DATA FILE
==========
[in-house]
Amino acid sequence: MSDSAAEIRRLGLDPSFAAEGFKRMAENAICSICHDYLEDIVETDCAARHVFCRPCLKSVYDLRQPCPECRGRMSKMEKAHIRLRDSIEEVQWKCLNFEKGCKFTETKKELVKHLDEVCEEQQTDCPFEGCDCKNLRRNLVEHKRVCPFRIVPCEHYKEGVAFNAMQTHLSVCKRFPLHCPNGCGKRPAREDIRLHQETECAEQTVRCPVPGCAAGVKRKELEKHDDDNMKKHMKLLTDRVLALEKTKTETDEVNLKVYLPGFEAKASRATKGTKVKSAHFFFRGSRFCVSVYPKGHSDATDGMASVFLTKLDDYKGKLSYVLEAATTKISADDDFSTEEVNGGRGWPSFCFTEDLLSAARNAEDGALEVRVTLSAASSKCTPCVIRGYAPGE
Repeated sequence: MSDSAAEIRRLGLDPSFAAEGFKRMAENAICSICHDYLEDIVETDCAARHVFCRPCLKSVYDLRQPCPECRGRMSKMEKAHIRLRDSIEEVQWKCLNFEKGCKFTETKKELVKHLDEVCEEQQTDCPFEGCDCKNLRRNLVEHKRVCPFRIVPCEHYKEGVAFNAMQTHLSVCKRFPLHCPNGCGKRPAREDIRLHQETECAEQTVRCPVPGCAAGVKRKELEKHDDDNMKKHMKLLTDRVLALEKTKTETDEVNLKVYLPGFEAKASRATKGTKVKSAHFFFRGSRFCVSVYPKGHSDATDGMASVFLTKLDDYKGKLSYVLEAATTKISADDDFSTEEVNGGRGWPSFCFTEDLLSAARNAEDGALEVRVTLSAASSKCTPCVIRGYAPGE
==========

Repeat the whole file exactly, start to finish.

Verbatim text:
[in-house]
Amino acid sequence: MSDSAAEIRRLGLDPSFAAEGFKRMAENAICSICHDYLEDIVETDCAARHVFCRPCLKSVYDLRQPCPECRGRMSKMEKAHIRLRDSIEEVQWKCLNFEKGCKFTETKKELVKHLDEVCEEQQTDCPFEGCDCKNLRRNLVEHKRVCPFRIVPCEHYKEGVAFNAMQTHLSVCKRFPLHCPNGCGKRPAREDIRLHQETECAEQTVRCPVPGCAAGVKRKELEKHDDDNMKKHMKLLTDRVLALEKTKTETDEVNLKVYLPGFEAKASRATKGTKVKSAHFFFRGSRFCVSVYPKGHSDATDGMASVFLTKLDDYKGKLSYVLEAATTKISADDDFSTEEVNGGRGWPSFCFTEDLLSAARNAEDGALEVRVTLSAASSKCTPCVIRGYAPGE
Repeated sequence: MSDSAAEIRRLGLDPSFAAEGFKRMAENAICSICHDYLEDIVETDCAARHVFCRPCLKSVYDLRQPCPECRGRMSKMEKAHIRLRDSIEEVQWKCLNFEKGCKFTETKKELVKHLDEVCEEQQTDCPFEGCDCKNLRRNLVEHKRVCPFRIVPCEHYKEGVAFNAMQTHLSVCKRFPLHCPNGCGKRPAREDIRLHQETECAEQTVRCPVPGCAAGVKRKELEKHDDDNMKKHMKLLTDRVLALEKTKTETDEVNLKVYLPGFEAKASRATKGTKVKSAHFFFRGSRFCVSVYPKGHSDATDGMASVFLTKLDDYKGKLSYVLEAATTKISADDDFSTEEVNGGRGWPSFCFTEDLLSAARNAEDGALEVRVTLSAASSKCTPCVIRGYAPGE